‘Are you saying I’m a ghost?’ she interrupted. ‘What? Are you insane? Do I look like a ghost to you?’
‘That’s what they thought too’, I told her gently.
She picked up a pillow and hit me on the head with it.
She laughed. ‘Corporeal enough for you now?’
‘Okay, okay’, I said. ‘You’re not a ghost.’
‘And since that pillow didn’t go right through you when I hit you with it, neither are you’, she said. ‘So there’s a guy in my room-‘
I opened my mouth to interrupt again, but decided not to say anything.
‘But somehow I don’t feel any panic. It’s like somehow some part of me knows that there’s no reason to freak out, that it’s nothing to worry about. It’s like a dream in that way.’ She flashed me a look. ‘I’m sorry, I’m still probably talking to you like you aren’t real. It’ll take a while for my head to really get used to the idea.’
‘But how did you get here?’ I asked.
‘I just went into my bedroom and locked the door and sat down at the foot of the bed, and when I open my eyes there you were.’
I laughed. ‘No I don’t! I know you’re real. If you recall, you hit me on the head to prove that you had corporeal form. That made me pretty certain.’
‘I’m sorry.’ She giggled. ‘It was a really stupid idea.’
‘It made sense in context’, I said defensively. ‘We didn’t know enough details back then to actually make any better theories.’
‘But we do now’, she said. ‘We know enough to put the pieces together.’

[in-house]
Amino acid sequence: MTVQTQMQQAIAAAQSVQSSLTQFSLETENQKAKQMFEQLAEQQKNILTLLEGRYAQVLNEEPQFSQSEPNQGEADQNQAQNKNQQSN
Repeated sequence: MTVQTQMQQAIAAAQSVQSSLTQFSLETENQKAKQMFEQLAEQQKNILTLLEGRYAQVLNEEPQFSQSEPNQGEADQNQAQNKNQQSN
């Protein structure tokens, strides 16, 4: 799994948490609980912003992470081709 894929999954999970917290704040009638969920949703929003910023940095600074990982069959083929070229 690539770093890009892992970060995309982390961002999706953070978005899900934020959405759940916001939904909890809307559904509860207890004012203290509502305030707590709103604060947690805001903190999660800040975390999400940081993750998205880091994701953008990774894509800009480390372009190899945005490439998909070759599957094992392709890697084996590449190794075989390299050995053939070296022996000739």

It’d been over two weeks where we’d kept on seeing each other every night. When I’d close the bedroom and turn the nightlight on, she’d be there in my room; or, as we pieced together, I’d be there in hers.
We’d slowly gotten familiar with each other, the sort of familiarity that you’d expect being thrust into a common weirdness would create. At least it gave us something in common for us to start off, and having a goal- figuring out what was going on- kept conversation from becoming the kind of awkward silences I knew too well. I could tell she probably wasn’t the most social back in school wherever it was that she went either.
We kept on being surprised at each other’s conversation, at first. You don’t ever really realize just how much of daily conversation is references to current events or pop culture until you’re talking to someone who knows literally nothing about any of it.
She’d been curious to know more about this other girl Lindsay, so I told her. ‘This show, it’s sort of like a reality show.’
‘Like a what?’
I gaped at her. ‘You don’t know what reality shows are? What rock have you been living under the past decade?’
‘I haven’t’, she said. ‘I watch loads of TV and I’ve never seen any of those.’
‘You’re not living on this Earth, are you?’